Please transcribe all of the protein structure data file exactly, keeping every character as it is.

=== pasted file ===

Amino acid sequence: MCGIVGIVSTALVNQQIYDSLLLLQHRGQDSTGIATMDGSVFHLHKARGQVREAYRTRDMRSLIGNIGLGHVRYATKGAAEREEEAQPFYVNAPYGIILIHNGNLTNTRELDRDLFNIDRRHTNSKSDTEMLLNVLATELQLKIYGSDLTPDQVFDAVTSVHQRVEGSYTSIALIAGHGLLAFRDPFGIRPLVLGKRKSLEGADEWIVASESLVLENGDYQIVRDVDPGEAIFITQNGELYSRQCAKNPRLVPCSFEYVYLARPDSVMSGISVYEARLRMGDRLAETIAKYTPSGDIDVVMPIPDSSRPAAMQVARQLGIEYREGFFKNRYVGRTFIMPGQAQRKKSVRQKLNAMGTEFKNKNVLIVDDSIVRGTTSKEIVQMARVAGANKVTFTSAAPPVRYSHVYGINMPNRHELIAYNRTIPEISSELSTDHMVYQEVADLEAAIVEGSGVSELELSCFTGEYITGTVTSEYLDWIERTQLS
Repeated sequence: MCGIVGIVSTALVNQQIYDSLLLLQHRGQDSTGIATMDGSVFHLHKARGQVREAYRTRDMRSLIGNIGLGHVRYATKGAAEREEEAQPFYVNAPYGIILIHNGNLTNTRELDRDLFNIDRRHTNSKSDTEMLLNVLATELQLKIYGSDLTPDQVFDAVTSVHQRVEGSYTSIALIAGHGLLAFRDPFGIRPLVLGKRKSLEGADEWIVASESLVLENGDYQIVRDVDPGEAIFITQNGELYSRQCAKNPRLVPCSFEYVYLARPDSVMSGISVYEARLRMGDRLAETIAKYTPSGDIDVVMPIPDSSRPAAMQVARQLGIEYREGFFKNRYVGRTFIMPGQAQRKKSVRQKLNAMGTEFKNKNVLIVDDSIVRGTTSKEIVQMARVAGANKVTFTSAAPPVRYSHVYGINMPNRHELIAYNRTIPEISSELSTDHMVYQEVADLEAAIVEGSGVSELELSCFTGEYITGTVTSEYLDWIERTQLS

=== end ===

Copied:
Amino acid sequence: MCGIVGIVSTALVNQQIYDSLLLLQHRGQDSTGIATMDGSVFHLHKARGQVREAYRTRDMRSLIGNIGLGHVRYATKGAAEREEEAQPFYVNAPYGIILIHNGNLTNTRELDRDLFNIDRRHTNSKSDTEMLLNVLATELQLKIYGSDLTPDQVFDAVTSVHQRVEGSYTSIALIAGHGLLAFRDPFGIRPLVLGKRKSLEGADEWIVASESLVLENGDYQIVRDVDPGEAIFITQNGELYSRQCAKNPRLVPCSFEYVYLARPDSVMSGISVYEARLRMGDRLAETIAKYTPSGDIDVVMPIPDSSRPAAMQVARQLGIEYREGFFKNRYVGRTFIMPGQAQRKKSVRQKLNAMGTEFKNKNVLIVDDSIVRGTTSKEIVQMARVAGANKVTFTSAAPPVRYSHVYGINMPNRHELIAYNRTIPEISSELSTDHMVYQEVADLEAAIVEGSGVSELELSCFTGEYITGTVTSEYLDWIERTQLS
Repeated sequence: MCGIVGIVSTALVNQQIYDSLLLLQHRGQDSTGIATMDGSVFHLHKARGQVREAYRTRDMRSLIGNIGLGHVRYATKGAAEREEEAQPFYVNAPYGIILIHNGNLTNTRELDRDLFNIDRRHTNSKSDTEMLLNVLATELQLKIYGSDLTPDQVFDAVTSVHQRVEGSYTSIALIAGHGLLAFRDPFGIRPLVLGKRKSLEGADEWIVASESLVLENGDYQIVRDVDPGEAIFITQNGELYSRQCAKNPRLVPCSFEYVYLARPDSVMSGISVYEARLRMGDRLAETIAKYTPSGDIDVVMPIPDSSRPAAMQVARQLGIEYREGFFKNRYVGRTFIMPGQAQRKKSVRQKLNAMGTEFKNKNVLIVDDSIVRGTTSKEIVQMARVAGANKVTFTSAAPPVRYSHVYGINMPNRHELIAYNRTIPEISSELSTDHMVYQEVADLEAAIVEGSGVSELELSCFTGEYITGTVTSEYLDWIERTQLS